IPE Panel focuses on disciplines working together to provide best patient care

The internal UMKC health sciences panel consisted of (from left to right) Susan Kimble, D.P., P.N. D.P., R.N., A.N.P.-B.C., Pam Overman, Ed.D., Stefanie Ellison, M.D., Jennifer Santee, Pharm.D., and Jolene Lynn, Ph.D(c), R.N.

Doctors, nurses, pharmacists and dentists collaborate to treat a patient. Doesn’t it make sense for collaboration to be part of their education as well?

That’s the idea behind interprofessional education (IPE), an emerging priority in the education of health care professionals.

“In the workplace, the students we train become part of a medical care team. It makes sense that for the best patient-centered care, health professional students need to begin that training while in School,” said Dean Betty Drees, M.D. “This workshop brings together national experts and internal collaborators, helping the Schools move forward with more IPE collaboration.”

On Tuesday Nov. 27, national leaders in health professional education gathered at the Hospital Hill Campus to discuss progress, challenges and advances in the process of weaving IPE into the fabric of educating future doctors, nurses, dentists and pharmacists. External panelists included the following:

  • Carol Aschenbrener, M.D., chief medical education officer, Association of American Medical Colleges
  • Lucinda Maine, Ph.D., R.Ph., executive vice president and CEO, American Association of Colleges of Pharmacy
  • Jane Kirschling, D.N.S., R.N., F.A.A.N., president, American Association of Colleges of Nursing
  • Melissa J. Robinson, M.B.A., (Patient Advocate), president, Black Health Care Coalition
  • Leo Rouse, D.D.S., dean, Howard University College of Dentistry
The external included (from left to right) Melissa J. Robinson, M.B.A., Leo Rouse, D.D.S., Lucinda Maine, Ph.D., R.Ph., Jane Kirschling, D.N.S., R.N., F.A.A.N., and Carol Aschenbrener, M.D.

The panel agreed that bringing health professional schools together to learn has many dimensions, but four critical components: leadership support, managing change, establishing and maintaining trust, and being honest.

“Change happens at the speed of trust,” was the quote by Gary Gunderson that Maine used in describing how quickly IPE is implemented.

However, it was patient advocate, Robinson, who captured the benefit of IPE. “It puts the patient at the center,” she said. “It helps the medical team listen to patients, and keeps the patient first.”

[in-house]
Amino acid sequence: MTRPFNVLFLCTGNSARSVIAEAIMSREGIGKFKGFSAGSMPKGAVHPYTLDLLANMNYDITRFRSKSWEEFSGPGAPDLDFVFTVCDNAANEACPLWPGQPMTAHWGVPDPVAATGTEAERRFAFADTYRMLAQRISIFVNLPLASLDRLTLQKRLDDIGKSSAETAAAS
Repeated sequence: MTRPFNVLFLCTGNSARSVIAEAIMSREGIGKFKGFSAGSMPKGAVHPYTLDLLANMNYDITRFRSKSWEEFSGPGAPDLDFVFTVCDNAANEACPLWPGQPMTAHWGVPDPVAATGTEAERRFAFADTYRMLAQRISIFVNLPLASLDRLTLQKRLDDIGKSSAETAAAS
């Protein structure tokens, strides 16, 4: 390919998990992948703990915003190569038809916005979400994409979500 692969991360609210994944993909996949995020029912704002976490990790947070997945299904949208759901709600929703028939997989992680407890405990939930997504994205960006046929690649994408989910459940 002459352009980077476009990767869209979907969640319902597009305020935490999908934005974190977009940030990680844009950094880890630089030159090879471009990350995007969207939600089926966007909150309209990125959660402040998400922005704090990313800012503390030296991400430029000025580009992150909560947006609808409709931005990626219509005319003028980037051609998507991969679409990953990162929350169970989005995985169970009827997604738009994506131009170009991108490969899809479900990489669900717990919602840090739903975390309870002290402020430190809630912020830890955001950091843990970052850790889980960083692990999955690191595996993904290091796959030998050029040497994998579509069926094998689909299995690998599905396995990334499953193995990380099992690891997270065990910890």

The program also included an internal panel discussion among faculty members from all four UMKC health science schools to discuss how IPE may be implemented here. The panelists included the following:

  • Stefanie Ellison, M.D., associate dean of curriculum, School of Medicine
  • Jolene Lynn, Ph.D(c), R.N., clinical associate professor and BSN program director, School of Nursing
  • Susan J. Kimble, D.P., R.N., A.N.P.-B.C., clinical associate Professor and MSN and DNP program director, UMKC School of Nursing.
  • Pam Overman, Ed.D., professor and associate dean for academic affairs, School of Dentistry.
  • Jennifer Santee, Pharm.D., clinical associate professor, Division of Pharmacy Practice and Administrations, School of Pharmacy.

This panel reported on the collaboration toward IPE experiences at UMKC. They have been meeting quarterly for the past year and attended the IPEC Institute last year where core competencies for interprofessional education were discussed.

“Through our discussions we found some core competencies we had in common. We have looked at what type of experiences we need to formalize in curriculum,” Ellison said. “We believe we need to focus on both extracurricular events and required curriculum for this to be effective,”

The internal panel also acknowledged this was a large task. In order to make progress, they plan to start small with things the schools were already doing, expand those and persist so they could begin implementing IPE experiences at UMKC.

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